When Fox finally premiered Gotham after months of hype and anticipation , comic book nerds tuned in with excitement. But as the show went on, some of that excitement faded away. While the show has retained a large amount of its original audience, there has been a lot of criticism of the show from both current viewers and viewers whom have given up on the show entirely. There are worse shows out there. And the series has become a show some fans enjoy watching because of how bad it is at times. But Gotham does have a devoted following of sorts that either love it for what it is, or is holding on to the hope that it will get better with time. So while the show isn’t awful, here are the five top reasons why the show is hard to watch at times.
- Inconstant tone
Gotham is definitely a comic book series. There is no doubt about that. However, it doesn’t know if it wants to embrace its comic book roots, or shoot for a more realistic and adult feel. One episode might have a killer who ties his victims to balloons, another might contain a head shot that consist of a lot of blood splatter. Gotham tries its best to be dark and gritty while still containing a lot of campy material. The problem is the show has yet to figure out a way to balance the two sides well. With a lot of other comic book shows on the air acknowledging their roots and targeted audience, Gotham struggles with an identity crisis that may only be resolved with time.
- Bad Writing
While not the worse I’ve ever seen, the writing in Gotham is very spotty at times. The characters are sometimes written as if they are not human. The storyline with Gordon and Barbra has been a complete mess so far. Their actions seem to only push their storylines forward. Barbra is dedicated to Gordon and willing to stay by his side, and then she leaves him for her ex. And for some reason, she’s now pissed at him for moving on. The end of their relationship seemed like they were moving through a script instead of falling apart.
Another example is when Fish became the leader of the prisoners she was being held with. She threaten two guys who planned on attacking her and scared them off with verbal threats. Why would two guys that huge be afraid of a woman that small? Because the script needs the story to move along. How was she able to unite the entire group of prisoners and make them work for her? Because the script needs the story to move along. A lot of things just happen without any hesitation throughout the show simply because the story needs to move on. If you’re willing to sit back and not question anything, then you will enjoy the show. However, the writing can leave a little to be desired if you analyze it.
- Continuity Issues
If you’re a huge comic book fan, then the continuity of the show may bother you a little. Both The Riddler, Victor Zsasz, and Harvey Dent are entirely too old to become Batman villains if the show considers themselves following the cannon at least a little. Batman doesn’t fully become the hero we know until close to his thirties. So I guess a young Batman in his prime will have to beat the crap out of a couple of older men. Also, Batman might not have an issue figuring out who Catwoman is in the future. And vice versa considering the fact that they’ve hung out as kids. I know they haven’t spent enough time together to make that assumption yet, but I’m pretty sure the show plans on milking their relationship. We’re going to see a lot of them together in the future.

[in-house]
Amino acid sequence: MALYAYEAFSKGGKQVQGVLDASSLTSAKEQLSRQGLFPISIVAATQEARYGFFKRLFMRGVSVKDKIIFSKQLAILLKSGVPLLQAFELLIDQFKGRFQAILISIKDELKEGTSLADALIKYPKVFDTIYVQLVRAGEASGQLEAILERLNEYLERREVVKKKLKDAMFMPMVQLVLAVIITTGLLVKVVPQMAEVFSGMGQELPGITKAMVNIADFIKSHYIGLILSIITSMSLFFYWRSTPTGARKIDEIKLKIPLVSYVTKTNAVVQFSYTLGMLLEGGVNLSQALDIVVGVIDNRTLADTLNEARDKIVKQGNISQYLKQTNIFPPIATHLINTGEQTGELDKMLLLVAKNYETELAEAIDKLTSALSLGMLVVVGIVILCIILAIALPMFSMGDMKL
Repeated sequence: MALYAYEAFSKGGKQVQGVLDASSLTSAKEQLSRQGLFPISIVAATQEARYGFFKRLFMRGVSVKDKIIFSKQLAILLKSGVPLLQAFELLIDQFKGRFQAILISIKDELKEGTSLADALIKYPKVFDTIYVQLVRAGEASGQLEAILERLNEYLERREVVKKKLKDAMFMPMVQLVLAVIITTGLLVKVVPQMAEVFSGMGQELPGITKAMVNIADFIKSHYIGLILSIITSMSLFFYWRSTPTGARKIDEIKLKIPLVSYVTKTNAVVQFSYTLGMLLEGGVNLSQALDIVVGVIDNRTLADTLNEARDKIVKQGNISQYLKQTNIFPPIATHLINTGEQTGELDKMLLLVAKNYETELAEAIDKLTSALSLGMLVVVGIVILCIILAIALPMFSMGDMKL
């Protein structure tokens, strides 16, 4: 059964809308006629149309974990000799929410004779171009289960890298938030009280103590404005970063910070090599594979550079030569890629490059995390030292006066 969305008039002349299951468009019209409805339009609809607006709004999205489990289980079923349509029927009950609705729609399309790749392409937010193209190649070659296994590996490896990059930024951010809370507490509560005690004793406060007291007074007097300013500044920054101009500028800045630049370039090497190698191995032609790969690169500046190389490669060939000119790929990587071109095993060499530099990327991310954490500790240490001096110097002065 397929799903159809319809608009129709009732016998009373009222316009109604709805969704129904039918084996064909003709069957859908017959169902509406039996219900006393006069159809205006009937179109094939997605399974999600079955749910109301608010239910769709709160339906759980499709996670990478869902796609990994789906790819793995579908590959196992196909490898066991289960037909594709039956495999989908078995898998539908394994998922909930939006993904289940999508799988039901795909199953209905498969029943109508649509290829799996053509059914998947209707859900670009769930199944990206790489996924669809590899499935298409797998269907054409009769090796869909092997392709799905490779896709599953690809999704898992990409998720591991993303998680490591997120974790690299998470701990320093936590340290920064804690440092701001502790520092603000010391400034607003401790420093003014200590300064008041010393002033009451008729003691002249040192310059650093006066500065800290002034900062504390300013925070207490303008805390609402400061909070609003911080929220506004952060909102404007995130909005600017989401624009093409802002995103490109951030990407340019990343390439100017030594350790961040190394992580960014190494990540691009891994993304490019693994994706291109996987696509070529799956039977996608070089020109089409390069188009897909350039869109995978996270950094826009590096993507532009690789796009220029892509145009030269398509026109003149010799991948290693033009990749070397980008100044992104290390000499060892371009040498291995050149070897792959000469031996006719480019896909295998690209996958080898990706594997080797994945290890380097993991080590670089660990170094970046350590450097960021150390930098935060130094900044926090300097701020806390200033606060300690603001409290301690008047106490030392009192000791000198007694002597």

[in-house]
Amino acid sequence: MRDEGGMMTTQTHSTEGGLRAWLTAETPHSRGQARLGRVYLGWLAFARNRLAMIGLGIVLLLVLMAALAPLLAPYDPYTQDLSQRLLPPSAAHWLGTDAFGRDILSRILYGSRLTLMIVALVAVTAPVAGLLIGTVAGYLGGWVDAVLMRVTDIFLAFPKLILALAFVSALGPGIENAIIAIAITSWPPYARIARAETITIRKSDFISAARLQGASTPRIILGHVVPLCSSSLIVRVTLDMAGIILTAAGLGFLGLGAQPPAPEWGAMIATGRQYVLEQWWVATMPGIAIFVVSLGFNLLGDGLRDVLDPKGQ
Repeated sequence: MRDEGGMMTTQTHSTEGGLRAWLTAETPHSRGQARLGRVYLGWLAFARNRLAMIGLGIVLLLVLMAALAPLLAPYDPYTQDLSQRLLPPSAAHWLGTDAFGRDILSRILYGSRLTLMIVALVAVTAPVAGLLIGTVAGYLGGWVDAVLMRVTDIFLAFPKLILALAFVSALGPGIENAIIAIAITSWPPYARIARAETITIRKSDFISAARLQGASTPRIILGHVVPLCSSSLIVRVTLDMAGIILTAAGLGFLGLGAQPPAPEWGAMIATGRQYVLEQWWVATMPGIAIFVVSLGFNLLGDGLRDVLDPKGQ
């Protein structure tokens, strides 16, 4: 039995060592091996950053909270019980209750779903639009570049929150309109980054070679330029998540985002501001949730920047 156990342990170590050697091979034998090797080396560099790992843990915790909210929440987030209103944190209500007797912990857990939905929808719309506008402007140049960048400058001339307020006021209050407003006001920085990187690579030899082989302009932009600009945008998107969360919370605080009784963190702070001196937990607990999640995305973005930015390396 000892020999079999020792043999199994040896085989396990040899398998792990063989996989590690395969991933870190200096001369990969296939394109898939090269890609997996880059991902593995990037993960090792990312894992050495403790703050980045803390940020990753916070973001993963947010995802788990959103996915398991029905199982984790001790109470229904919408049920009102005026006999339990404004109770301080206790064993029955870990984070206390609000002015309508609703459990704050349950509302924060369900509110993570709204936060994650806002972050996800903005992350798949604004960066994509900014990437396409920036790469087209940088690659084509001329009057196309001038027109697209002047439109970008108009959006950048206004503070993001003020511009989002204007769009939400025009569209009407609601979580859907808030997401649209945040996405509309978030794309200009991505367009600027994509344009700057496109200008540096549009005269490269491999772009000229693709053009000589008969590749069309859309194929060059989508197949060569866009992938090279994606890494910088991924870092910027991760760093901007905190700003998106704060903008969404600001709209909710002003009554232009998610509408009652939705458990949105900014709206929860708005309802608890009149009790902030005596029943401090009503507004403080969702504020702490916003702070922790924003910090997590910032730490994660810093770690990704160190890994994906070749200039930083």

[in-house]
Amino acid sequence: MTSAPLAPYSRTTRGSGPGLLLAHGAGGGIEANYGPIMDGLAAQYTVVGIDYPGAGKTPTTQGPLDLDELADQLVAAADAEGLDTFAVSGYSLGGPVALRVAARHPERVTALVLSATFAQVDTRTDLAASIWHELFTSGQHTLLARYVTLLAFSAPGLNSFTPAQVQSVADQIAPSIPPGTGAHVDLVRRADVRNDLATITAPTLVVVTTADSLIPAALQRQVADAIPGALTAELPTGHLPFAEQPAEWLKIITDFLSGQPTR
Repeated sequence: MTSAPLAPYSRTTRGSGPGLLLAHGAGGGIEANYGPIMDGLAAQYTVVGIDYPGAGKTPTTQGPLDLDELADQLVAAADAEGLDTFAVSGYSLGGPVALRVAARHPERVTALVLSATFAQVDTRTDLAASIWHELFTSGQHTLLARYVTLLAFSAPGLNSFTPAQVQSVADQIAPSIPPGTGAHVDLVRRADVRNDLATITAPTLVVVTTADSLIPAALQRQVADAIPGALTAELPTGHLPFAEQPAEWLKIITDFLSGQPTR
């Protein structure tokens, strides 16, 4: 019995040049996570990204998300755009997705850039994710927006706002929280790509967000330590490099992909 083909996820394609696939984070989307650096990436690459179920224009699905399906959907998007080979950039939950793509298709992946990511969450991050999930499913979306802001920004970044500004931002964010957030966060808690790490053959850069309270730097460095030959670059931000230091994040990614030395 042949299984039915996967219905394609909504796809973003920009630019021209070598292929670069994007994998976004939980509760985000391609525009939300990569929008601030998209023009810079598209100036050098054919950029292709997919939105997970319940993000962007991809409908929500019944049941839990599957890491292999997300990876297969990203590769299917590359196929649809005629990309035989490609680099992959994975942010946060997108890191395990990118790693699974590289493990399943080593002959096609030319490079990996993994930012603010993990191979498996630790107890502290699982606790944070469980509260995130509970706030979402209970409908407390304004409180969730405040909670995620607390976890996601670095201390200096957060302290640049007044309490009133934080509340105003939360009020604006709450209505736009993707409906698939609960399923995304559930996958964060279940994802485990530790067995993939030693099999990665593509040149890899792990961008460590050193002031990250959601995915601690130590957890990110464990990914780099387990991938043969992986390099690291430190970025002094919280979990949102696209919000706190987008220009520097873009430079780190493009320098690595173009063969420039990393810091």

- Forced Batman Villains
Although I really enjoyed the way Scarecrow was introduced, there was no reason to introduce him at all. The show seems bent on introducing Batman villains regardless of how they fit the narrative of the show. I understand Catwoman and The Penguin, but It seems like the show runners are trying their best to maintain momentum by throwing everything on the table within the first season in order to ensure a second one. Do we need an adult Harvey Dent for one episode? Nope. His appearance had very little effect on the show. Is it really necessary for Edward Nigma to be a part of their forensics team? Nope. All of the moments with the character and his crush seemed forced because the show feels the need to give his character something to do to keep him relevant. Every time he’s on screen it makes me wonder how long it will take the cops to catch him once he finally does turn in to a villain. It doesn’t take the worlds greatest detective to figure out that the intelligent and awkward guy named E Nigma whom is known for telling riddles at the office all of the time just might be The Riddler.
The show seems like it was pitched simply as James Gordon’s experience with the GCPD before Bruce Wayne becomes Batman, because there is very little direction other than that. The first half of the season seemed more focused than the second half, which makes me wonder if the show would have worked better as a twelve to thirteen episode season rather than a full season. All of the corruption within the system and organized crime is interesting, but there isn’t a feeling of urgency in the show. None of it feels like it is headed anywhere in the end. The show suffers from being a prequel filled with characters that must live in order to keep continuity. Even the city itself is a victim to being a prequel since it will never improve and become less corrupt. Because if so, then Gotham will never have a need for a Batman. All of these things factor in to making the story lines within the show feel like there is no direction to take the show in. This can be resolved with creative writing, but I’ve already stated the problems with the how the show has been written so far.